username=os.environ.get('OS_USERNAME'),
                           password=os.environ.get('OS_PASSWORD'),
                           user_domain_name=(os
                                             .environ
                                             .get('OS_USER_DOMAIN_NAME')),
                           project_id=os.environ.get('OS_PROJECT_ID'))
        # create a session object
        sess = session.Session(auth=auth)
        # create a token manager
        tmanager = TokenManager(ksclient.Client(session=sess))
        # validate the token
        keystone_response = tmanager.validate(token)
        # init attrs
        self.log = log
        self.expire = isodate(keystone_response['expires_at']).timestamp()

    def check(self, obj, tag):
        #
        # totally ignore obj and tag, validate only token expiration
        #
        # problems to be solved before you use this code in production:
        # 1. access levels: read-only, read-write -- match tag
        # 2. how to deal with revoked tokens
        #
        if time.time() > self.expire:
            self.log.error('%s permission denied' % (tag, ))
            raise PermissionError('keystone token has been expired')

        self.log.info('%s permission granted' % (tag, ))
        return True


with NDB(log='debug') as ndb:
    # create a utility log channel
    log = ndb.log.channel('main')

    # create an AuthManager-compatible object
    log.info('request keystone auth')
    am = OSAuthManager(sys.argv[1], ndb.log.channel('keystone'))
    log.info('keystone auth complete, expires %s' % am.expire)

    # create an auth proxy for this particular token
    ap = ndb.auth_proxy(am)

    # validate access via that proxy
    print(ap.interfaces['lo'])

Usecase: RADIUS auth

radius_auth.py
'''
An example of using RADIUS authentication with NDB.

In order to run the example you can setup a FreeRADIUS server::

    # /etc/raddb/clients
    client test {
        ipaddr = 192.168.122.101  # IP addr of your client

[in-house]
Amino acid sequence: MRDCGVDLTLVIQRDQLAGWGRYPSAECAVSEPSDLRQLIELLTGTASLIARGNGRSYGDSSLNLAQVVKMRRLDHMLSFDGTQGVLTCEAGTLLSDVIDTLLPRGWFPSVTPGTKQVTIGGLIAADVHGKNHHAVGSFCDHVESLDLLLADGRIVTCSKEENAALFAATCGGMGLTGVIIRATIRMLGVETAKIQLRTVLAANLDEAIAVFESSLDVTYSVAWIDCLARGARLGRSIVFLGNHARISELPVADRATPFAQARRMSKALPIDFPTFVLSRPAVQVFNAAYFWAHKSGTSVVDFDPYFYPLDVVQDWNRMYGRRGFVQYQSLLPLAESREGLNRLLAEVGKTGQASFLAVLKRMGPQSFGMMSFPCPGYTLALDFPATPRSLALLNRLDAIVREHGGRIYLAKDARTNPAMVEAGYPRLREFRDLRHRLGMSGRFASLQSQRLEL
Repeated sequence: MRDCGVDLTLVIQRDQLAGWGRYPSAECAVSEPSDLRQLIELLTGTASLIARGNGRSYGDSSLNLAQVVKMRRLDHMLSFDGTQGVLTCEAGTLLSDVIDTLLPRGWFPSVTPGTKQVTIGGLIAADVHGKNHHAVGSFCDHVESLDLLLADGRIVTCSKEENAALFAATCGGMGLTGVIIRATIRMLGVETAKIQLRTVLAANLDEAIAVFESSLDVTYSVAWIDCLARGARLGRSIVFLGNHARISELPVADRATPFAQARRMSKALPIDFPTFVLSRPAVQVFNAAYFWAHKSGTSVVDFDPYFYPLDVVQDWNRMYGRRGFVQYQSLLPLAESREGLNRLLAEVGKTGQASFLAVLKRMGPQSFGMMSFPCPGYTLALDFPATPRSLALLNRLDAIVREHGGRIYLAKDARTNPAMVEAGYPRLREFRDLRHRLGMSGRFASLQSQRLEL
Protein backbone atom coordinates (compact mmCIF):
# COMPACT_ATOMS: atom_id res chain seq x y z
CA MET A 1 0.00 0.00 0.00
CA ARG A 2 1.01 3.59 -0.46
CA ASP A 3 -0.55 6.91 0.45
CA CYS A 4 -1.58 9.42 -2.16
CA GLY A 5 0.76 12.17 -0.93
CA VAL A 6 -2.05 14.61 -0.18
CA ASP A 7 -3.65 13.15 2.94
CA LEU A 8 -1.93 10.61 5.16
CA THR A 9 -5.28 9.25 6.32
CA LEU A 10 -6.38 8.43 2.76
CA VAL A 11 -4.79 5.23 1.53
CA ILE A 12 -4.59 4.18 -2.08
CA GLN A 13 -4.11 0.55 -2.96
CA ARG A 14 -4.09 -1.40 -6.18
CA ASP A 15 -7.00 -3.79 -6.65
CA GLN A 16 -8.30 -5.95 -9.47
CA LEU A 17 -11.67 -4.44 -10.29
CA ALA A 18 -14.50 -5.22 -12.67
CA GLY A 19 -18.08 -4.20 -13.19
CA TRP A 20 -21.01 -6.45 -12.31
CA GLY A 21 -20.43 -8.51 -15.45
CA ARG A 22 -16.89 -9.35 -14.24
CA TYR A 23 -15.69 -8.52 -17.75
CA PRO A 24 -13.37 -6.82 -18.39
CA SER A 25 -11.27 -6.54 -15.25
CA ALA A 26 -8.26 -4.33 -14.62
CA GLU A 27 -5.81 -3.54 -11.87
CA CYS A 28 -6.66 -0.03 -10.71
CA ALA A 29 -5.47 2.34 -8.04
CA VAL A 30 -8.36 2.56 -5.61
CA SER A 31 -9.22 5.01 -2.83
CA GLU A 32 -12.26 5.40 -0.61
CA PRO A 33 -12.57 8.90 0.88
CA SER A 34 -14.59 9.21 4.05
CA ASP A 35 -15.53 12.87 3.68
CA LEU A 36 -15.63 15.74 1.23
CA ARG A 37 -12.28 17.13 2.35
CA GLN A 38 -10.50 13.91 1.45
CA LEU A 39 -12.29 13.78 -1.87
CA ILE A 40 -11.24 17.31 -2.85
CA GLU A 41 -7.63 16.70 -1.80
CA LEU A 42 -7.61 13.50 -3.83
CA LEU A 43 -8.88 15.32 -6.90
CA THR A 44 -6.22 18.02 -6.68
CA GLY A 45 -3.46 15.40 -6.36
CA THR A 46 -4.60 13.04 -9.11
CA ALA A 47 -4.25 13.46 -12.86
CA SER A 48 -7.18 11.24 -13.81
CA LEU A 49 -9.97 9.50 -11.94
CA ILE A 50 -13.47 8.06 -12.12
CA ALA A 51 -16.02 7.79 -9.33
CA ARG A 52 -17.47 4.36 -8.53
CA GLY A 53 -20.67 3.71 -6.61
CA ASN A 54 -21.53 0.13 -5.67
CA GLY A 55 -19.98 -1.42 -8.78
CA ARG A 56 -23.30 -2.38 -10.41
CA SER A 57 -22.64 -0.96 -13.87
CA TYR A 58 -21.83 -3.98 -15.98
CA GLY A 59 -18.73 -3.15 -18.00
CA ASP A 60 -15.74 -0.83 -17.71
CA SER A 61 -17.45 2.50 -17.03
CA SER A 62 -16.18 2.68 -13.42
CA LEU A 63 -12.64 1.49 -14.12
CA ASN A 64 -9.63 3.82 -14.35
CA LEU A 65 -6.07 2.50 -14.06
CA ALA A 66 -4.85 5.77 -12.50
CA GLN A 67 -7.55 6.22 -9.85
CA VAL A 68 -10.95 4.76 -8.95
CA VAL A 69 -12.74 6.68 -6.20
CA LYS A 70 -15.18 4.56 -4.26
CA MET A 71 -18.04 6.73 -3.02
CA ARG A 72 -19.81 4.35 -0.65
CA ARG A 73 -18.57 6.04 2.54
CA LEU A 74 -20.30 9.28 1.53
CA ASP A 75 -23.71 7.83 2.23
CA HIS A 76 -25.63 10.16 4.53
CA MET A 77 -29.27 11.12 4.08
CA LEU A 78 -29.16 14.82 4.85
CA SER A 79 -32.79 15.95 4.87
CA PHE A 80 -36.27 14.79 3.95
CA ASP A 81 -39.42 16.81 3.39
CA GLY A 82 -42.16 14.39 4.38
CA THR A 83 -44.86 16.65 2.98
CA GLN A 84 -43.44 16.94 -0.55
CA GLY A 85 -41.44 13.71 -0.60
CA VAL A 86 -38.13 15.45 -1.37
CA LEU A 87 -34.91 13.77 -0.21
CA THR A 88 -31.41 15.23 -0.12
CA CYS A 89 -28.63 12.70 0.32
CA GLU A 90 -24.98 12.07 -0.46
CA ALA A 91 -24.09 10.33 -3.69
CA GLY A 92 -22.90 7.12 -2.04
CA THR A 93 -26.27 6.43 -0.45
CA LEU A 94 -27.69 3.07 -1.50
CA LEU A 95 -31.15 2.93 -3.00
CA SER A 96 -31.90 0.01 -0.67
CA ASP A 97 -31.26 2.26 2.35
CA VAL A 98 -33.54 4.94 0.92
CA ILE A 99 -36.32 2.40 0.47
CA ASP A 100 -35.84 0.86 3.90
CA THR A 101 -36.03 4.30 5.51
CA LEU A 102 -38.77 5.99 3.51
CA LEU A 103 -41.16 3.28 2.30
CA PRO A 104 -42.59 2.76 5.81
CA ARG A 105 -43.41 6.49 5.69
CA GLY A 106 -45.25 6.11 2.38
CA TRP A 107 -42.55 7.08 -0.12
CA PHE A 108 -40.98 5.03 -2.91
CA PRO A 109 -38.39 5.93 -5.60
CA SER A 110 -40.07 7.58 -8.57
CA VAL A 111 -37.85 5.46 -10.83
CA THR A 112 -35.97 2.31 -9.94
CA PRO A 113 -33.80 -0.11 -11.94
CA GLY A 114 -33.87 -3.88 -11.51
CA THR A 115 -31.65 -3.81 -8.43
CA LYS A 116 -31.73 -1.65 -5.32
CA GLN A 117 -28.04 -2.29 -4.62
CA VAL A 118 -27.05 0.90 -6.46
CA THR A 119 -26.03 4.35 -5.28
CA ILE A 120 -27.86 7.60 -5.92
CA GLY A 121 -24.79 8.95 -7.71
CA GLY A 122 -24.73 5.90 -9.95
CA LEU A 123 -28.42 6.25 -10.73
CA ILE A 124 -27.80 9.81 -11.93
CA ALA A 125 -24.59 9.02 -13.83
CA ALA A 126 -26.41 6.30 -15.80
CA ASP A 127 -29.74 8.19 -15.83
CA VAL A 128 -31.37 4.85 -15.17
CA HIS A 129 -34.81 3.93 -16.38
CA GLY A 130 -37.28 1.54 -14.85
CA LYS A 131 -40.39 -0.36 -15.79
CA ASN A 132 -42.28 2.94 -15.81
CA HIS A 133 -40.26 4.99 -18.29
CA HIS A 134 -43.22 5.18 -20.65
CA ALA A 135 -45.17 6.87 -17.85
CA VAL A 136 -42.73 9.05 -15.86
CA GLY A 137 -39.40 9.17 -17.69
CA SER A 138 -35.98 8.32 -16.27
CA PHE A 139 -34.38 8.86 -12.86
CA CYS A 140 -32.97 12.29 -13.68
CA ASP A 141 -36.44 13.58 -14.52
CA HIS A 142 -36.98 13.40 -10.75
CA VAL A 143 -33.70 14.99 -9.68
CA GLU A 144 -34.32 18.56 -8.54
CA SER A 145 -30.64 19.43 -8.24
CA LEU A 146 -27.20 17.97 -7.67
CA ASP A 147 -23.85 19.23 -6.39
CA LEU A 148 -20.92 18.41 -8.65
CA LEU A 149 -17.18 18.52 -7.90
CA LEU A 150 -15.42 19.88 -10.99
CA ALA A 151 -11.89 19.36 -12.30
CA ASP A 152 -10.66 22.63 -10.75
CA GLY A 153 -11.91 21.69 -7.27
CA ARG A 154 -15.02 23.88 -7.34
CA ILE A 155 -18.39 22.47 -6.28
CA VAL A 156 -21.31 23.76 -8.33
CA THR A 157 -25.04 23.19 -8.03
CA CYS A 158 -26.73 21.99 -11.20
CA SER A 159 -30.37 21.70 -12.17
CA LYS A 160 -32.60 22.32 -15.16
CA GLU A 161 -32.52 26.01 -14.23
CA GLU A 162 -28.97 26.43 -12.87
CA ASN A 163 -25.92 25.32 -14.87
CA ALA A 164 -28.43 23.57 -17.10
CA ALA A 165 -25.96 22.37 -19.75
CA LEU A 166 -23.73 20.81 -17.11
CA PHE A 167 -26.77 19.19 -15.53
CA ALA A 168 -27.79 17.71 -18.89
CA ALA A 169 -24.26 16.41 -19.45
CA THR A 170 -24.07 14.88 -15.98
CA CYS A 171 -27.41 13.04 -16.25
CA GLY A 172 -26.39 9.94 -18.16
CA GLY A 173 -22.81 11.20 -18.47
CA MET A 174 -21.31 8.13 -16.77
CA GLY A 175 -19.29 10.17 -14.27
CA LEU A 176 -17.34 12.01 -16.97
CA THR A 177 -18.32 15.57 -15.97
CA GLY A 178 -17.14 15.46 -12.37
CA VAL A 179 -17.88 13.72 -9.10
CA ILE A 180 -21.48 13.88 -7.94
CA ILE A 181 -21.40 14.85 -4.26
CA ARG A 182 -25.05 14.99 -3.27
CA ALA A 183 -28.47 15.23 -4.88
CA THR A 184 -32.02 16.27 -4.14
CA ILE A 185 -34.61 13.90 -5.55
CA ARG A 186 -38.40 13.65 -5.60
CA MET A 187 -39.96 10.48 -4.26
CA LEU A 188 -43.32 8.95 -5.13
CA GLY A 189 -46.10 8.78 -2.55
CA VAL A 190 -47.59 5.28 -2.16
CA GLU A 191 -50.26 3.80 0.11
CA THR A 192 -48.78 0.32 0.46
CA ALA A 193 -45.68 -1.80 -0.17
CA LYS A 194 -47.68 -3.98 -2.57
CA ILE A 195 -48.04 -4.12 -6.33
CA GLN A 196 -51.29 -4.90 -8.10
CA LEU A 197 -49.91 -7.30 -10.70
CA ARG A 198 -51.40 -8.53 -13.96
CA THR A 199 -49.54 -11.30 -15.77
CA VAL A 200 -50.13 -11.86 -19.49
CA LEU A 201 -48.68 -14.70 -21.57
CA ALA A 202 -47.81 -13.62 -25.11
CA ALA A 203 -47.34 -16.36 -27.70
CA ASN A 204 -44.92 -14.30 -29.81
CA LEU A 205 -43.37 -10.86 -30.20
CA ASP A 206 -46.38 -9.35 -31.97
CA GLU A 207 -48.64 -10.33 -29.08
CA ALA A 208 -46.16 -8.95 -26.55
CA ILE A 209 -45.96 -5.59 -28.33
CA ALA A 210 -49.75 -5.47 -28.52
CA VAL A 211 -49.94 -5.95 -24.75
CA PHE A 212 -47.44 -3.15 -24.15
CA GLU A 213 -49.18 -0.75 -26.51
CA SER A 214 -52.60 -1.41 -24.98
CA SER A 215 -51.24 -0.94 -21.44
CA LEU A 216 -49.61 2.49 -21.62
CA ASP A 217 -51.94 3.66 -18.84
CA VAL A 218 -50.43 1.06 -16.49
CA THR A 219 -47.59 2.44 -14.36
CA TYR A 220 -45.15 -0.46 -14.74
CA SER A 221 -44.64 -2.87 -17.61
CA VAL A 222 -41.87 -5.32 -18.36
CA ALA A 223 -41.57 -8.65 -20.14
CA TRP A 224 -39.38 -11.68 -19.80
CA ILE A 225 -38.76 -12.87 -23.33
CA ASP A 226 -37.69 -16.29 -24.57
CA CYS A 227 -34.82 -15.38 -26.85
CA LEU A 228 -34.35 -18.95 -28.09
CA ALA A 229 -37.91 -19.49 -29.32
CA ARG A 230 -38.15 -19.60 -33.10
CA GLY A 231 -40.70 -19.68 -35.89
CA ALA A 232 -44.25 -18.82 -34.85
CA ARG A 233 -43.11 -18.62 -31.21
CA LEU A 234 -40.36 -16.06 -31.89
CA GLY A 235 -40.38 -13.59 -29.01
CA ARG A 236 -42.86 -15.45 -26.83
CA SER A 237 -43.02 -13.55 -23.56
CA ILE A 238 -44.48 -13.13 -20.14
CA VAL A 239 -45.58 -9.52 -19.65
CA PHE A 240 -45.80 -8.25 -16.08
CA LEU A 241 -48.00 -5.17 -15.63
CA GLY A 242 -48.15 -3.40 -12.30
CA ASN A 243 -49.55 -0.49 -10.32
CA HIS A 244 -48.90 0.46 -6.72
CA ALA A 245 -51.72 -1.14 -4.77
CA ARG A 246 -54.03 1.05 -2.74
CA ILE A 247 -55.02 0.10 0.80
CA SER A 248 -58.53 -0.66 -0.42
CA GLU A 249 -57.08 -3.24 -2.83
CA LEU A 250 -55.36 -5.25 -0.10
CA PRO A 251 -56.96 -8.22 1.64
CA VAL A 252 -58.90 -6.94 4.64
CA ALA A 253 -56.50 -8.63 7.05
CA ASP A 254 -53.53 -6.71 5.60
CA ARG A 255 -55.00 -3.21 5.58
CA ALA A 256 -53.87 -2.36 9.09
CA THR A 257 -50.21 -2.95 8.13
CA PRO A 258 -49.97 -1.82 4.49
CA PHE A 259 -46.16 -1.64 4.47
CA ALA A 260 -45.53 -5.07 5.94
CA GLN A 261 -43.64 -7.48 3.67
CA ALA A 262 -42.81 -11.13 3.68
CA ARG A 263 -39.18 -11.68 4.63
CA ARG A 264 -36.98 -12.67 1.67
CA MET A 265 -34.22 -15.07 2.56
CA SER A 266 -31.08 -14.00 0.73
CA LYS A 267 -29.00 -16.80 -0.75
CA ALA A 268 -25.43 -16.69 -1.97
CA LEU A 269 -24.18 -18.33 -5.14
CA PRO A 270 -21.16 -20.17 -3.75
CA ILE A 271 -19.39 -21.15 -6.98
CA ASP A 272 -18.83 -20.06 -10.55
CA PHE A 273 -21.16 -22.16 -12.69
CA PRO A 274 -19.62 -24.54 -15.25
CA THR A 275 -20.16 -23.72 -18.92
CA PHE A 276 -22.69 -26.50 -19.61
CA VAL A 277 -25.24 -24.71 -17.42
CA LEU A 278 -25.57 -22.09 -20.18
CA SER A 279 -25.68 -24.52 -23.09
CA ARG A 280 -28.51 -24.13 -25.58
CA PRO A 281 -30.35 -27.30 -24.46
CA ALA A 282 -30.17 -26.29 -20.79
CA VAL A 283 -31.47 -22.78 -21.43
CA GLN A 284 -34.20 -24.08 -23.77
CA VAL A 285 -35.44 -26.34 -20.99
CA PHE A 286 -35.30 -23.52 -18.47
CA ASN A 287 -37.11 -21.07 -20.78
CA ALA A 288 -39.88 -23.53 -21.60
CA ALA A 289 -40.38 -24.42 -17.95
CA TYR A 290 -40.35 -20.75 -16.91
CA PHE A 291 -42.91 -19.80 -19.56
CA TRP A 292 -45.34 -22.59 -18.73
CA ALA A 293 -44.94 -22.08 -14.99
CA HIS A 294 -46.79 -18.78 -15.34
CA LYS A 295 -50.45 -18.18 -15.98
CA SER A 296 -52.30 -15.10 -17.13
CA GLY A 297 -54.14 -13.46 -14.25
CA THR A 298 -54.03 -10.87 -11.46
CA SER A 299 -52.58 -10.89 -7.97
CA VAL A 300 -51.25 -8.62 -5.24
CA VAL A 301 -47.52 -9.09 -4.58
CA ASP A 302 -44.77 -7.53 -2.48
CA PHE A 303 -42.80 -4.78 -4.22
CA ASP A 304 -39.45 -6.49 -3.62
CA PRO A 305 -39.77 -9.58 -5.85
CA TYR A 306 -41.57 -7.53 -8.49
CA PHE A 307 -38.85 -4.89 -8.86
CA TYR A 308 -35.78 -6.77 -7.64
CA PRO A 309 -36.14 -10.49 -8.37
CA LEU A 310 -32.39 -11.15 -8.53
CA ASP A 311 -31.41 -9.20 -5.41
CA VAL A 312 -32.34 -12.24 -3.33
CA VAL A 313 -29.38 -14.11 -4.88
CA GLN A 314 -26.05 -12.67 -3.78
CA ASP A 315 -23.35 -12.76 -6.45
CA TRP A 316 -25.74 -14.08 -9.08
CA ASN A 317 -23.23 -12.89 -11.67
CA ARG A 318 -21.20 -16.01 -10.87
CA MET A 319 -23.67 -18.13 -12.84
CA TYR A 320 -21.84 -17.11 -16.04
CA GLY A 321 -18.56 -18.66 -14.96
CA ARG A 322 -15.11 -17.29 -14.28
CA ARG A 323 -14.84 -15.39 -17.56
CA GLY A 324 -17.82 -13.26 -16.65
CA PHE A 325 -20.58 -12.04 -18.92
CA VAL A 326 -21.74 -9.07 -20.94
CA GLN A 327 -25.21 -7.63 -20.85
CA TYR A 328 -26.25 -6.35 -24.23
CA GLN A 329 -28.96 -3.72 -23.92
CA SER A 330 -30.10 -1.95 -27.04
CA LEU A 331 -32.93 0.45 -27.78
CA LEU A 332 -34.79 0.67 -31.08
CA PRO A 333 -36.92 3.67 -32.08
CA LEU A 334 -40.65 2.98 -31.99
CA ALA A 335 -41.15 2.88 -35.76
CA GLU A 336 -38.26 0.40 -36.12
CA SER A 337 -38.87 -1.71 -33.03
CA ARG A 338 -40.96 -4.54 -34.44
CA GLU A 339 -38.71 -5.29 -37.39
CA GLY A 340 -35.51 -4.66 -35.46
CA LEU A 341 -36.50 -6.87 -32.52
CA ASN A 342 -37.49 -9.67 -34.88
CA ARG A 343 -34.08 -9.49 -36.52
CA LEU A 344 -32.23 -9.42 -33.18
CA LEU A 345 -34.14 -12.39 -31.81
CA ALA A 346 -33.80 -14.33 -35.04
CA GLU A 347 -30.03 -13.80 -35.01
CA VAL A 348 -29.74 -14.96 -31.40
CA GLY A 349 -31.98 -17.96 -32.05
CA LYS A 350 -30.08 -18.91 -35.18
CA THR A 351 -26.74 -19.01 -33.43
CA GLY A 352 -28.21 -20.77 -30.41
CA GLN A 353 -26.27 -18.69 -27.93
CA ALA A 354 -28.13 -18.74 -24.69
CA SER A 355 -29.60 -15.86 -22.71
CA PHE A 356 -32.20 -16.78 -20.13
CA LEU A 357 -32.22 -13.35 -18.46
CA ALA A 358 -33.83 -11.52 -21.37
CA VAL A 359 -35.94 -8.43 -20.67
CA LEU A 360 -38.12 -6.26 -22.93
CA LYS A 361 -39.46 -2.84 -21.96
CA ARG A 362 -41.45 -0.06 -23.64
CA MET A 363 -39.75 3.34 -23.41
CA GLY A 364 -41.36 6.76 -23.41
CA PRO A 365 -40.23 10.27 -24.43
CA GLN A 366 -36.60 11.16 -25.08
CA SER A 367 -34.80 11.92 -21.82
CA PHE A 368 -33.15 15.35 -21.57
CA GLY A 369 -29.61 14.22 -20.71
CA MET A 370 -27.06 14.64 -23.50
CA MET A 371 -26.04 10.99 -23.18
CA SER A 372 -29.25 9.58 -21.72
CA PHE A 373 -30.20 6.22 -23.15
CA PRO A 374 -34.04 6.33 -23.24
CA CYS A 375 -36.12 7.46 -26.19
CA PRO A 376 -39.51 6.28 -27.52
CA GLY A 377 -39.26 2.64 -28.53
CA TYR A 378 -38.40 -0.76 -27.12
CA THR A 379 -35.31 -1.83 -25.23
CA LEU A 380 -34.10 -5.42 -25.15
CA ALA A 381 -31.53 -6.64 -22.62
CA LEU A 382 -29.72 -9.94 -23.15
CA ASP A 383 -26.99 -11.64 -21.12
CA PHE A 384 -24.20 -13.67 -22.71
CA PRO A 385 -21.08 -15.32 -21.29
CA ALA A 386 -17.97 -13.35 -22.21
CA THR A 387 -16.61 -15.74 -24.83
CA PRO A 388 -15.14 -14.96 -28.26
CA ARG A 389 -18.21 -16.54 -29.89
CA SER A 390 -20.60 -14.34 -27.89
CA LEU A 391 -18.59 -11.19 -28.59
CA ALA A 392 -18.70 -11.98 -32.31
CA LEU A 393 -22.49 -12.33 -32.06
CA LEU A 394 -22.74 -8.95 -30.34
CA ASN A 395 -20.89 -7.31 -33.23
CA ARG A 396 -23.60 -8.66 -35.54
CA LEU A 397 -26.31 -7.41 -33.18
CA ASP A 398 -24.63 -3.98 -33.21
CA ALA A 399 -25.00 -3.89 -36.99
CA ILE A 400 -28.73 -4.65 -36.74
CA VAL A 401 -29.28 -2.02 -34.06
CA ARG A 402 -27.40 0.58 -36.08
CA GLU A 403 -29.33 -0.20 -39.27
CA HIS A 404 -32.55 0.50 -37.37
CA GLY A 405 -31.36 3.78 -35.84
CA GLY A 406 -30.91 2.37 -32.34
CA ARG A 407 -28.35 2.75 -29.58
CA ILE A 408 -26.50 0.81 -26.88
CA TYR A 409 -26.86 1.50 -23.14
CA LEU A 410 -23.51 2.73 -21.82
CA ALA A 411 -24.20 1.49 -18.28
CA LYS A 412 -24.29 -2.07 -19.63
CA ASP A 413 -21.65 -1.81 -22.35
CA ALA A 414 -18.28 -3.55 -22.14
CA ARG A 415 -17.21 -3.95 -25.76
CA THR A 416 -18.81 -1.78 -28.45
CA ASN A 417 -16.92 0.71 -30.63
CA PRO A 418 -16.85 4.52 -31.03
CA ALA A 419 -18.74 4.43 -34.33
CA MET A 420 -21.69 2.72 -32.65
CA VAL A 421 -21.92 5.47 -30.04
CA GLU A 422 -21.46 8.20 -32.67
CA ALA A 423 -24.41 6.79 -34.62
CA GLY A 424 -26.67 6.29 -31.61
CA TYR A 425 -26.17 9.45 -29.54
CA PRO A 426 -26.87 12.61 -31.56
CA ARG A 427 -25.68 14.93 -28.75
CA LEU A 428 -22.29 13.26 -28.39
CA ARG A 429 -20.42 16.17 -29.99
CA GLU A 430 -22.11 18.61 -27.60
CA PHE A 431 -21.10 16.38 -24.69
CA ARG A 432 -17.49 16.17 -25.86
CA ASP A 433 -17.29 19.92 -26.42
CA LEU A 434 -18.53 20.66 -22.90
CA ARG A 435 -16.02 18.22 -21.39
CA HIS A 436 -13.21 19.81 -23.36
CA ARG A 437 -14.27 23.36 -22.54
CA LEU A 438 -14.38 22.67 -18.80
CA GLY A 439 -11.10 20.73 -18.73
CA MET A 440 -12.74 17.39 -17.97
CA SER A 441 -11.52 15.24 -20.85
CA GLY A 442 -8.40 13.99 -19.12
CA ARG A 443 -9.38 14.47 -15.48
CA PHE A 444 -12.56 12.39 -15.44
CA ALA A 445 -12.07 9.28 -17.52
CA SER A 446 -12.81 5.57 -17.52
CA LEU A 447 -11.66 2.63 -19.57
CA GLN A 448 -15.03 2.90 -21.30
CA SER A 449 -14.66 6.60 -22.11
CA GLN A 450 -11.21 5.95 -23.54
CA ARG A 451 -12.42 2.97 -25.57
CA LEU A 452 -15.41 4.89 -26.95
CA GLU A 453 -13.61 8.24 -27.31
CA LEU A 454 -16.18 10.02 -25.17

secret = s3cr3t
    }

    # /etc/raddb/users
    testing Cleartext-Password := "secret"

Then setup your client::

    # download RADIUS dictionaries
    $ export GITSERVER=https://raw.githubusercontent.com
    $ export DICTPATH=pyradius/pyrad/master/example
    $ wget $GITSERVER/$DICTPATH/dictionary
    $ wget $GITSERVER/$DICTPATH/dictionary.freeradius

    # setup the environment
    $ cat radius.rc
    export RADIUS_SERVER=192.168.122.1
    export RADIUS_SECRET=s3cr3t
    export PYTHONPATH=`pwd`

    $ . radius.rc
    $ python examples/ndb/radius_auth.py testing secret

'''

import os
import sys
from pyrad.client import Client
from pyrad.dictionary import Dictionary
import pyrad.packet
from pyroute2 import NDB


class RadiusAuthManager(object):

    def __init__(self, user, password, log):
        client = Client(server=os.environ.get('RADIUS_SERVER'),
                        secret=os.environ.get('RADIUS_SECRET').encode('ascii'),
                        dict=Dictionary('dictionary'))
        req = client.CreateAuthPacket(code=pyrad.packet.AccessRequest,
                                      User_Name=user)
        req['User-Password'] = req.PwCrypt(password)
        reply = client.SendPacket(req)
        self.auth = reply.code
        self.log = log

    def check(self, obj, tag):
        #
        self.log.info('%s access' % (tag, ))
        return self.auth == pyrad.packet.AccessAccept


with NDB(log='debug') as ndb:
    # create a utility log channel
    log = ndb.log.channel('main')

    # create an AuthManager-compatible object
    log.info('request radius auth')
    am = RadiusAuthManager(sys.argv[1],
                           sys.argv[2],
                           ndb.log.channel('radius'))
    log.info('radius auth complete')

    # create an auth proxy for these credentials
    ap = ndb.auth_proxy(am)

    # validate access via that proxy
    print(ap.interfaces['lo'])